The predominant species on this poor side of the paddock is Axonopus fissifolius or narrow-leaved carpet grass, with its cute little seed-head which looks a bit like a bird's foot with two toes and a lower ‘thumb'. It's a grass the cattle quite like eating (and I remember liking it in my lawn because it was easy to cut with a hand-mower), but its nutritive value is The roots of the
grasses in the poorer area were deeper than we expected to see and there were
earthworms, despite the dry
conditions. apparently not high. It has always been an indicator of lower fertility, or lower ph in our pastures, particularly where it has become the primary species in an area. It also grows in the higher-fertility areas quite well, but presumably ends up where the other plants can't compete as strongly. It's also possible there are fertility or acidity issues in those spots too.
Over the fence in the neighbour's place things were far worse, with only very small bits of kikuyu growing weakly in some places. The dominant species was the carpet grass, with a bit of paspalum thrown in. While well-fertilised areas of our place were currently growing a lot of kikuyu and clover quite quickly, this pasture was puny and dry-looking.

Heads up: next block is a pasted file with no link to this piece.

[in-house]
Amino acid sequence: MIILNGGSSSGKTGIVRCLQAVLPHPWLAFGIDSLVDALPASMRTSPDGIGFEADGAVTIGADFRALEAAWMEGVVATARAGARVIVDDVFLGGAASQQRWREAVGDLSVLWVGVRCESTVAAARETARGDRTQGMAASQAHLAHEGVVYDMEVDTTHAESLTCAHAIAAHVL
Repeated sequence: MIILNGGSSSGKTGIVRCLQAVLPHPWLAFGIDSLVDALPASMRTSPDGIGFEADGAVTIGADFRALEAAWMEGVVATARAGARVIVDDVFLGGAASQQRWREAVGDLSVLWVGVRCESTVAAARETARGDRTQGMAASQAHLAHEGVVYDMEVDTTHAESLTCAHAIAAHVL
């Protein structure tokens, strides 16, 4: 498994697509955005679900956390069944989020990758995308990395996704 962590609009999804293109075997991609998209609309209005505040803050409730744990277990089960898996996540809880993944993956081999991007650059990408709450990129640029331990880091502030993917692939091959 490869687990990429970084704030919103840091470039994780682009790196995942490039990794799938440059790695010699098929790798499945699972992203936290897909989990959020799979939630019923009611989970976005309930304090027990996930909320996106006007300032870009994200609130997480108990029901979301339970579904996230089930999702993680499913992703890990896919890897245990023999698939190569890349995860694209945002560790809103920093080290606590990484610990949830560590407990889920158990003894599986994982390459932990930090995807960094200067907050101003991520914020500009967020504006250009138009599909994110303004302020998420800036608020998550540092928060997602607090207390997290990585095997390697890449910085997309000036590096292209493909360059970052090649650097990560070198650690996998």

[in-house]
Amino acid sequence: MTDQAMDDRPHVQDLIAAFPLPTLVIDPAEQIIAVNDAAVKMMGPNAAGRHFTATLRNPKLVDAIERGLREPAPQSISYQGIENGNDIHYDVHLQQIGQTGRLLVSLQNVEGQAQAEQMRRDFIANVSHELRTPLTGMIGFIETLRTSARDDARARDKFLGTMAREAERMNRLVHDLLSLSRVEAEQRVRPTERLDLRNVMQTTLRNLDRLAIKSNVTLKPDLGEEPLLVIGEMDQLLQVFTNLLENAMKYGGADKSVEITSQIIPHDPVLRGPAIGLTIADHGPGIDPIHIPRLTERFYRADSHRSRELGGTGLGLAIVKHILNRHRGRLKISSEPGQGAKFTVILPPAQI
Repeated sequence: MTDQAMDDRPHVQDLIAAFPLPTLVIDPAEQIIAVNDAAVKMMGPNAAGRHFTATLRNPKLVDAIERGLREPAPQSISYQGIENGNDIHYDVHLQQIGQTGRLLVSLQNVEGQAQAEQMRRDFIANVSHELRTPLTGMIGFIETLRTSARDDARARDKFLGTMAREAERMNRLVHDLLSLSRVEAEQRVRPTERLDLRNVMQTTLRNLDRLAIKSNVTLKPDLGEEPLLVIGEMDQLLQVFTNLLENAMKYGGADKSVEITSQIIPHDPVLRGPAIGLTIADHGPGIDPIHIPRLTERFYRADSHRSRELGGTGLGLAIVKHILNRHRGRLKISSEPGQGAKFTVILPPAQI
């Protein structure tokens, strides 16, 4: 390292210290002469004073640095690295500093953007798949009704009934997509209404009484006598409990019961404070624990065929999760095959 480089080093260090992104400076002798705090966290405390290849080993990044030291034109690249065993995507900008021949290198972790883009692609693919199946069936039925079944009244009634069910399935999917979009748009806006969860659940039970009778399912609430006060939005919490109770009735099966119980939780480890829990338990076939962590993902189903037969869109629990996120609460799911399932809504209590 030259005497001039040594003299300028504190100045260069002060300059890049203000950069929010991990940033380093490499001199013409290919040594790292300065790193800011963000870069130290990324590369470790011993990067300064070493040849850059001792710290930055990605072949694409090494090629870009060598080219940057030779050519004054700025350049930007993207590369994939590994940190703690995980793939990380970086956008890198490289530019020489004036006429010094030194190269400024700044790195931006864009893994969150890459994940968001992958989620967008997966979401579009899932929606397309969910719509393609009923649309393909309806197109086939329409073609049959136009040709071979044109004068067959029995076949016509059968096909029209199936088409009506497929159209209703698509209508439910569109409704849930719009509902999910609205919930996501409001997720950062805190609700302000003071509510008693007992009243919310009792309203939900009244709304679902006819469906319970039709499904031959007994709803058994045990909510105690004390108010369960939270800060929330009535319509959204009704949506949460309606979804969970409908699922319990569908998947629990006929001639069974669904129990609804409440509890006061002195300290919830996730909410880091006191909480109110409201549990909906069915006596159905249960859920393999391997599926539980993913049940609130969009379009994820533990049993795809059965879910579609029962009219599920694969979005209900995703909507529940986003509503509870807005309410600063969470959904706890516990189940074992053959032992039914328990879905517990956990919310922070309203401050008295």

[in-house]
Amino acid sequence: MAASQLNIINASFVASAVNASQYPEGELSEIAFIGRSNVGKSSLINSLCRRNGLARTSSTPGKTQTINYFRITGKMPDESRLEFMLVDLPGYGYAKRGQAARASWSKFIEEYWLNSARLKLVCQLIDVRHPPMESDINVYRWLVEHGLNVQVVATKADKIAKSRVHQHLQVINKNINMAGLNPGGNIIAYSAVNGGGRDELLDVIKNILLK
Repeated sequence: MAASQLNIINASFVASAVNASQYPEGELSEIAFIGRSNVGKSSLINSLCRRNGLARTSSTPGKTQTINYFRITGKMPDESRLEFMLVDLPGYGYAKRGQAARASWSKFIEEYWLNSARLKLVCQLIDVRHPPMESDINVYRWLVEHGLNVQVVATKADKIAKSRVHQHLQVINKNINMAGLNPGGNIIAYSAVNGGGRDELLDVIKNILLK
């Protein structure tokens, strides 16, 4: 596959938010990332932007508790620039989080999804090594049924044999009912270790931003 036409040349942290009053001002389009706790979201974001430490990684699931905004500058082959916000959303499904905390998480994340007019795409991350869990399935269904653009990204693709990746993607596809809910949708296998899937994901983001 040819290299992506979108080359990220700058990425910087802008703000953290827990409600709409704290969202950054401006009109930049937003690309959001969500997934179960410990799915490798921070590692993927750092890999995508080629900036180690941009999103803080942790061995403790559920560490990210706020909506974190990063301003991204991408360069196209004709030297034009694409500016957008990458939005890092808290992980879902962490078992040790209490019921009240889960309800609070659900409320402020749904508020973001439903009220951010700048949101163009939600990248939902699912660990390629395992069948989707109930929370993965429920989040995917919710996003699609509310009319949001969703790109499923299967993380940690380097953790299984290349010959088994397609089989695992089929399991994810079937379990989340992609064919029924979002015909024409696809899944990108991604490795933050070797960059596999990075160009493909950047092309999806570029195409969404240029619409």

Back on my side of the boundary, Steve dug up a spade-width of soil in the good and poor areas of the paddock for us to look at the composition of the topsoil. He pointed out, among other things: • an orange strip of iron oxidation which indicates wetness, not surprising where 1900mm of rain falls each year and the soils are wet for several months over winter and spring; • that the plants' roots were toughly resistant to stretching, which he said indicates a lack of absorption of calcium; • that the roots of the plants in the poor area were, surprisingly, deeper into the soil than those in the good part of the paddock, although that may have been a function of the plant species since kikuyu tends to run across the top of the soil to a large extent; • a fair number of earthworms, a good sign considering the time of year.
Steve went on his way with my soil and pasture samples and we'll talk again before I write next month's column. I hope the soil test results will show sufficient differences to explain our observations.
There seems to have been a rising level of interest amongst farmers in the last couple